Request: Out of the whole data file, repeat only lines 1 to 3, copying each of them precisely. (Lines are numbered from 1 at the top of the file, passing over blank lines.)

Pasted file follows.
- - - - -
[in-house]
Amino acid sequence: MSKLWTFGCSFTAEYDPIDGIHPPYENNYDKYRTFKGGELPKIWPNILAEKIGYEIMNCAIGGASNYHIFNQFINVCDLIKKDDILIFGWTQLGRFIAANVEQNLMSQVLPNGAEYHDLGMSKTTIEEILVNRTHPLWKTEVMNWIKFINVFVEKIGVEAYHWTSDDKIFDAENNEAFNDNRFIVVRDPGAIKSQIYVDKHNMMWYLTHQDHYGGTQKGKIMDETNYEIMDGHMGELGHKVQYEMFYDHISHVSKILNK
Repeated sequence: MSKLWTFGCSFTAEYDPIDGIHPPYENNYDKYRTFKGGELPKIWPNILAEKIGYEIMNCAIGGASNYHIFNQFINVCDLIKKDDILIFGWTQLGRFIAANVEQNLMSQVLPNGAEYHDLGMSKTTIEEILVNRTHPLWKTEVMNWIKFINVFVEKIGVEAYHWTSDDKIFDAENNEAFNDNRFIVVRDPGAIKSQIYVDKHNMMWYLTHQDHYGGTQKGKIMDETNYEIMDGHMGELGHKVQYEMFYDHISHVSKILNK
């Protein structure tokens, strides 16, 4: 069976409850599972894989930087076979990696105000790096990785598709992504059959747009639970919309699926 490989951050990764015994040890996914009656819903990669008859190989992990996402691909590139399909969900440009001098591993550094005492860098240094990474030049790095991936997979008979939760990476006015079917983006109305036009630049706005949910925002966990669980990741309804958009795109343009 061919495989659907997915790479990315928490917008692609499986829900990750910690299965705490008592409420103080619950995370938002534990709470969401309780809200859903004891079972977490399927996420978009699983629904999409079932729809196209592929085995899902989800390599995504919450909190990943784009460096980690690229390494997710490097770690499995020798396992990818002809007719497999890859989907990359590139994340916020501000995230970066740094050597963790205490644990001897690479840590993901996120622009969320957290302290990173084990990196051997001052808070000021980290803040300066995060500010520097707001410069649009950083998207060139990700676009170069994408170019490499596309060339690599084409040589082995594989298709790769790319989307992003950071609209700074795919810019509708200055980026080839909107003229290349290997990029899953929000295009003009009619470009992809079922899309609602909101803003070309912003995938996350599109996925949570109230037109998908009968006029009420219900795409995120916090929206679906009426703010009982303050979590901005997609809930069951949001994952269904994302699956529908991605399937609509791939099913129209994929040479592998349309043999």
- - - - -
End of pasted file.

[in-house]
Amino acid sequence: MSKLWTFGCSFTAEYDPIDGIHPPYENNYDKYRTFKGGELPKIWPNILAEKIGYEIMNCAIGGASNYHIFNQFINVCDLIKKDDILIFGWTQLGRFIAANVEQNLMSQVLPNGAEYHDLGMSKTTIEEILVNRTHPLWKTEVMNWIKFINVFVEKIGVEAYHWTSDDKIFDAENNEAFNDNRFIVVRDPGAIKSQIYVDKHNMMWYLTHQDHYGGTQKGKIMDETNYEIMDGHMGELGHKVQYEMFYDHISHVSKILNK
Repeated sequence: MSKLWTFGCSFTAEYDPIDGIHPPYENNYDKYRTFKGGELPKIWPNILAEKIGYEIMNCAIGGASNYHIFNQFINVCDLIKKDDILIFGWTQLGRFIAANVEQNLMSQVLPNGAEYHDLGMSKTTIEEILVNRTHPLWKTEVMNWIKFINVFVEKIGVEAYHWTSDDKIFDAENNEAFNDNRFIVVRDPGAIKSQIYVDKHNMMWYLTHQDHYGGTQKGKIMDETNYEIMDGHMGELGHKVQYEMFYDHISHVSKILNK